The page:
Which Roofing Materials are the Best for Hot Climates
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If you live somewhere that has very hot periods of the year — or maybe even year-round — you probably wish you could do anything to keep the inside of your house cooler. Whether it’s because you want that blissful feeling of walking into a nice and cool environment, or to help reduce your energy bill, you can help your cause by having your roof redone.
There are many different materials you can use for a roof. They all have their advantages and disadvantages — cost, durability, longevity, appearance, and so on. However, when it comes to being able to keep your house cooler in hot climates, there are a select group of roofing materials that are the best for the job.
Concrete is not commonly used for roofing due to being more expensive than more traditional materials like asphalt or wood. The tiles also tend to be heavier, but when it comes to durability and being able to block the heat from entering your home, they are one of the best kinds of roofing you can get.
This is because concrete takes a long time to heat up, so even on the hottest day concrete tiles will not absorb enough heat to reach peak temperature. They tend to stay closer to a middle temperature between evenings and midday. You can make them even better by painting them a cool color that better reflects heat, such as white, red or yellow.
Roofing that is made from metals such as steel, aluminum or copper is another great option for reflecting heat away from your home. There are other materials that might reflect more heat from the sun, but metal also cools down the fastest out of any roofing that is good at reflecting heat. So it might be a bit hotter at midday, but it will also help your home cool down faster at night when you want to sleep.
Once again, you can have your metal roof painted white, yellow or red to give it the best heat reflectivity. It offers great energy savings in addition to being very durable, low maintenance, and long-lasting. So while it can be more expensive to buy a metal roof initially, it does offer significant long-term savings. The best energy-efficient metal roofing will be built with a gap between the metal sheets that gives room for air circulation, and a thermal gap that absorbs more heat before it gets to the interior parts of the roof.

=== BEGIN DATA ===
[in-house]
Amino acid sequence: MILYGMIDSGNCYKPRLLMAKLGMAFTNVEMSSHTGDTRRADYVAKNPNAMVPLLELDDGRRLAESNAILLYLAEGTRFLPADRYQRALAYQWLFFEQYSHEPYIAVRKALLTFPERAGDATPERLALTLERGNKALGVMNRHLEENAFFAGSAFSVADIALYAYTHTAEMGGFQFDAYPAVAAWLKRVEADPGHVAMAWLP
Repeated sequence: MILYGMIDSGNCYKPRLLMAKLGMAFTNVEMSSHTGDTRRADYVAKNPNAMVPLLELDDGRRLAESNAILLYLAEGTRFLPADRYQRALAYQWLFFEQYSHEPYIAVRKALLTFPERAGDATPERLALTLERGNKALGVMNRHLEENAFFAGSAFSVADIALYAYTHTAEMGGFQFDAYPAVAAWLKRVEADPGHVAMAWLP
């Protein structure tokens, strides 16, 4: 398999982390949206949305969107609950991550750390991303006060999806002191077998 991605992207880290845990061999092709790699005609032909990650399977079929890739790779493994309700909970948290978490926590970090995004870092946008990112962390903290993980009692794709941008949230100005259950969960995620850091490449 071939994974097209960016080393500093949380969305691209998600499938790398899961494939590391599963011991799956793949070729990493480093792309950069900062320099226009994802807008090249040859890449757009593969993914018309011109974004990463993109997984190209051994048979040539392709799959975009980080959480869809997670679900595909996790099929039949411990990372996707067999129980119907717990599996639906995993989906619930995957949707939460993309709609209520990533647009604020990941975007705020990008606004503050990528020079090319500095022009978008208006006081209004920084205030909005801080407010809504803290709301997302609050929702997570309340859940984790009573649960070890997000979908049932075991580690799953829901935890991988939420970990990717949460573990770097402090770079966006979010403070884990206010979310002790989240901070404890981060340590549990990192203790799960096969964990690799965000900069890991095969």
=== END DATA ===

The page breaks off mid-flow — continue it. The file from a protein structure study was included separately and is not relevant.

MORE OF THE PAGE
Also known as photovoltaic shingles, this type of roof is actually a solar panel roof that is made to look like normal shingles. It looks more natural as a roof that normal solar panels, and aside from the benefits of providing solar energy to your home, they also help keep your home cool too.
These types of shingles absorb solar rays as part of their normal energy-creation and storage process, which means they also absorb most of the heat as well. Because most climates with high temperatures also usually get a lot of sunlight, solar shingles can be a great option to help keep your home cool.
There are a few reasons why you see a lot of homes in countries like Spain or Italy with roofs that use terracotta tiles, and one of them is because they are very good at reflecting heat. Terracotta is a unique type of ceramic material that is used in many parts of the building and has a natural red, brown, and/or orange color.
They’re not as durable as concrete or metal, but they’re easier to form into different shapes than just flat tiles. The best shape for roofing that has been shown to best reflect heat is S-shaped tiles that form interlocking arches over your roof. The shape allows air to circulate better underneath the tiles, which keeps the roof and your home’s interior cooler. With S-shaped tiles, terracotta can be arguably the best roofing material for reflecting heat that you’ll find.
Synthetic Membrane Roofing
Also known as “EPBM Membranes” (which stands for ethylene propylene diene monomer), this material closely imitates rubber and is effective at resisting the heat and radiation from sunlight. It has been shown through testing and uses to be very durable and long-lasting, in addition to helping keep your house cool.
They are used in roofing very often for commercial buildings, thanks to the large rolls and sheets that can quickly and effectively cover large roofs, and for their long lifespan. When combined with the right colors, you have yourself a very cool-efficient roof material.
Europe and the Americas have been using slate tiles for centuries, and for good reason. They are very durable, they look great, and they last a long time. As an added benefit to people in hot climates, slate also naturally reflects heat. Add some good cool colors, and slate tiles present a highly viable option as a roofing material for keeping your home cool.
Like other materials mentioned in this list, slate can be more expensive than the more commonly used roof materials. However, thanks to its durability and heat reflection, it does have good long-term affordability. You can also get cheaper slate tiles by using reclaimed or salvaged slate from other construction projects.
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